Repairers can expect to achieve a discount from OEM RRP of about 60% although this can increase to in excess of 75% in certain circumstances. Where repairers are allowed to benefit over and above using OEM new or AM new parts, and are in a no worse financial position when taking into account the potential of re-work, reclaimed parts present an excellent financial opportunity for all stakeholders, and the environment.
Phil Peace, Managing Director (SVP) International, Repairify:
This is an extremely broad view and needs to be reviewed in the context of the economic and market backdrop. We are still seeing inflation rates of 11%-plus and interest rates increasing by five per cent with the government forecasting this will continue to increase whilst they target inflation of two per cent.
The following statistics show some of the impacts on the claims sector: claims volumes are now in excess of pre covid levels, average repair cost is up £300 to £350 and premiums are up over 11%. On the supply side vehicle volumes have increased year on year but remain way behind pre Covid levels and whilst we are seeing lots of communication relating to electric vehicles as a percentage of registration over the last few months they are flat.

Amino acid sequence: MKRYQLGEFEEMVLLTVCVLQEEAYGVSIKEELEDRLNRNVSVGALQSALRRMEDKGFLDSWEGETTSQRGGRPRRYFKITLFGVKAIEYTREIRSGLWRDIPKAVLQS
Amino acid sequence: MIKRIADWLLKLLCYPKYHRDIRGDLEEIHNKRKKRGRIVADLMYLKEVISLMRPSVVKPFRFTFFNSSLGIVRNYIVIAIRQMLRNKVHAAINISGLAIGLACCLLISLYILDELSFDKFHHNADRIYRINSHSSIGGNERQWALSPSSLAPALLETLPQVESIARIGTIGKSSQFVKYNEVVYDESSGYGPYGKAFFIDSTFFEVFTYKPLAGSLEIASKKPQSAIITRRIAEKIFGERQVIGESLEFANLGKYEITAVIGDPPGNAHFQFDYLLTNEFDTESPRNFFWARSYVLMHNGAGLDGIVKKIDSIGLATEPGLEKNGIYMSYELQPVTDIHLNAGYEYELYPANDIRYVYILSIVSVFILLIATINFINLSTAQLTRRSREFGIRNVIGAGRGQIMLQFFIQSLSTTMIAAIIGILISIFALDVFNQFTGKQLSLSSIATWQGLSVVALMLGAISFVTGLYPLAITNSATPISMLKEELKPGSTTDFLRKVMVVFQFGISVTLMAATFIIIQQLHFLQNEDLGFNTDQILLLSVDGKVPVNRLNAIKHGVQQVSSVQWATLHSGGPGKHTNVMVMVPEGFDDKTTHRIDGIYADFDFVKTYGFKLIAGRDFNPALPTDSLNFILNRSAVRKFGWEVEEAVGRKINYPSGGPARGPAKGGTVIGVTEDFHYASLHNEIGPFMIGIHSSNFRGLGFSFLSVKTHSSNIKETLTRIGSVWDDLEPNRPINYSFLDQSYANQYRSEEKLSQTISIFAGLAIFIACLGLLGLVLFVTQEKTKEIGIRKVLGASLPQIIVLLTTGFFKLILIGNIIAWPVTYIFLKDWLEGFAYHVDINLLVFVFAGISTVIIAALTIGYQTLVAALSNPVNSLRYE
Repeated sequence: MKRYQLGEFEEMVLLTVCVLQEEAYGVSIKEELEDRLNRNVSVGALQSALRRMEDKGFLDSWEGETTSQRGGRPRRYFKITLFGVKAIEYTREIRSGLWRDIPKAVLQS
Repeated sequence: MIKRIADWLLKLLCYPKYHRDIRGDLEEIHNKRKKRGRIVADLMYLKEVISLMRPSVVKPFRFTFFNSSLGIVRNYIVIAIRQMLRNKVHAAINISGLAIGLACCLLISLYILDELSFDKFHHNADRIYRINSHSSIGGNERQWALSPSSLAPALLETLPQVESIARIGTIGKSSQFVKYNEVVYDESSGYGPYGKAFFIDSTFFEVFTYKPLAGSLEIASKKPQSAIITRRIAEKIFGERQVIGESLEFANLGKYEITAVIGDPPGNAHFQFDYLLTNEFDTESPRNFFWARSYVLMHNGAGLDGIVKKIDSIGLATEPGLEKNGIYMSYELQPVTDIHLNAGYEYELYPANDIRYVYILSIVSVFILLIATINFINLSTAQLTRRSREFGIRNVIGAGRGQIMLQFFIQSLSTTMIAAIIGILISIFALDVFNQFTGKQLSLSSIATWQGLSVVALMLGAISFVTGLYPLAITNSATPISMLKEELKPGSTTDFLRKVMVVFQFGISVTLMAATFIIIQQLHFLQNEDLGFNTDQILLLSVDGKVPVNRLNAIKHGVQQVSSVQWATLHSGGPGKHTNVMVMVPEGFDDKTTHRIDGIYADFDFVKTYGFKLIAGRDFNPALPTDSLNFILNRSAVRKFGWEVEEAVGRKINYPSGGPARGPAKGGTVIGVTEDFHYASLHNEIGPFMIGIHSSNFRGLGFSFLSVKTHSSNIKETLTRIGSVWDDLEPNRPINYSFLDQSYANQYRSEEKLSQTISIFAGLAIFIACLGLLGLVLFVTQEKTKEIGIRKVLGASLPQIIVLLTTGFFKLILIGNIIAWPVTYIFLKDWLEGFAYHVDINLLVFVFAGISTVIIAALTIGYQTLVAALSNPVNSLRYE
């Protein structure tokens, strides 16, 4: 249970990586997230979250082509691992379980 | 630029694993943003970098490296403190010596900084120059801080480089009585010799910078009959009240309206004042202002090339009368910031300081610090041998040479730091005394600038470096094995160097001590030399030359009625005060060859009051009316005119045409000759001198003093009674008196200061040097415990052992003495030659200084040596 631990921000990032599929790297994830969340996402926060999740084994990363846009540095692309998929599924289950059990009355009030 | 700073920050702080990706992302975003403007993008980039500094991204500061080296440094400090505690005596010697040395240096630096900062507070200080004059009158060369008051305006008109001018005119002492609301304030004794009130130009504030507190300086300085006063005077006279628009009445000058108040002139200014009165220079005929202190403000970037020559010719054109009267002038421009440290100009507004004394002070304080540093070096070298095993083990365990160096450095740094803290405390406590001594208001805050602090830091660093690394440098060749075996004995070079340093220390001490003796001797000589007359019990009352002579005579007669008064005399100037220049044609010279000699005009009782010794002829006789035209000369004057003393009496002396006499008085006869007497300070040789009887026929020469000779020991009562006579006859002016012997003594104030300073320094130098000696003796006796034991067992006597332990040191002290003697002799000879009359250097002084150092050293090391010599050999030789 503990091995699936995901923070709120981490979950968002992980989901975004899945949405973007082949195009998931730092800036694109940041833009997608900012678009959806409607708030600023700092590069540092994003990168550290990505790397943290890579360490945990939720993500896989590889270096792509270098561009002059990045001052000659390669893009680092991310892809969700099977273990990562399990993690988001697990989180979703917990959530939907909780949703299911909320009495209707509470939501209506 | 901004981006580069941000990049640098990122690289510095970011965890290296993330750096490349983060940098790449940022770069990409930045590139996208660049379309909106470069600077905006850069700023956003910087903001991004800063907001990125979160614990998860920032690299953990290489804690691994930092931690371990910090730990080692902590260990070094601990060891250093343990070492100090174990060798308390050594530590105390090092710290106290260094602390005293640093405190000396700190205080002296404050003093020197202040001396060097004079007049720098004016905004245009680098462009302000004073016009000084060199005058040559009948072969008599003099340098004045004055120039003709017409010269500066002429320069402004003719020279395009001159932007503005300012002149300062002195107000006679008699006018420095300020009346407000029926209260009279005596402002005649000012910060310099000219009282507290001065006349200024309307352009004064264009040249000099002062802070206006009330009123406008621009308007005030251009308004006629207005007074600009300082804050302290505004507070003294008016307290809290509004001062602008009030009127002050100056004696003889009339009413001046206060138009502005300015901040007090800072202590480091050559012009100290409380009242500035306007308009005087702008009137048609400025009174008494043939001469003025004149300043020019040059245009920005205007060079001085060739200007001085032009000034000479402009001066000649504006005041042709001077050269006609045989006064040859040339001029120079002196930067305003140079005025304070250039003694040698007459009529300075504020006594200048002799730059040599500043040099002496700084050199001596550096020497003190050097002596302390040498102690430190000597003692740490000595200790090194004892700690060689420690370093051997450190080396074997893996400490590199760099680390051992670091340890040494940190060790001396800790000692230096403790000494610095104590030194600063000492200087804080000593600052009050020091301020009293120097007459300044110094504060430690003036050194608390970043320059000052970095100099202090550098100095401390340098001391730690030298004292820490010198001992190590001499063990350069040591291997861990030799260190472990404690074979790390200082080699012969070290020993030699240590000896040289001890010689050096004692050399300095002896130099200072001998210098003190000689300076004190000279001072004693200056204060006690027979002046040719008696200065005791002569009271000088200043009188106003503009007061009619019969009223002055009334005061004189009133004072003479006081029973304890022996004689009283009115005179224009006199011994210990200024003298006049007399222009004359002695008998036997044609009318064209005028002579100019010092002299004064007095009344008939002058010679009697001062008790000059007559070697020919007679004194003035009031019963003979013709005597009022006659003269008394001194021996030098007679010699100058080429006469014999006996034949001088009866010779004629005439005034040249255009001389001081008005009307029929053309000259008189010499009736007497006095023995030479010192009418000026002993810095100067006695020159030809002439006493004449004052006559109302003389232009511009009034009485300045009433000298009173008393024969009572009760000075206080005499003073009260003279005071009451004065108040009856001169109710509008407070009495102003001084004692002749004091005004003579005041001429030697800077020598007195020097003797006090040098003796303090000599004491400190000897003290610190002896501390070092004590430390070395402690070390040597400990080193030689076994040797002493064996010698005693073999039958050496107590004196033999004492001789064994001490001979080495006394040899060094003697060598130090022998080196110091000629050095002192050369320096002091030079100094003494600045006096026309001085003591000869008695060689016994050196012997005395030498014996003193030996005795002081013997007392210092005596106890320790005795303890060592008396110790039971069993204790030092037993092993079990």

How does this affect our specific segment?Well firstly we are seeing an increase in vehicle technology with all new vehicles now having ADAS components and 20% of registration being electric. This leads to various challenges, including the cost of buying new tooling to keep up with technology and the need for the technicians to undergo training to ensure they have the necessary skills and knowledge to complete the jobs. There is still a skills gap in the industry because technicians either retired or move on to do something else, and we do not have enough people coming through apprenticeships in the industry however, there are some great schemes encouraging this, but they take time.
In addition, secure gateways affect the process because they can have the car locked down, so only certain tools and potentially people can work on them. This means the repairer will need to identify a supplier with the appropriate tools to undertake the work, be it a dealer, subcontractor or remote provider. A couple of these options take time and can add to key-to-key times.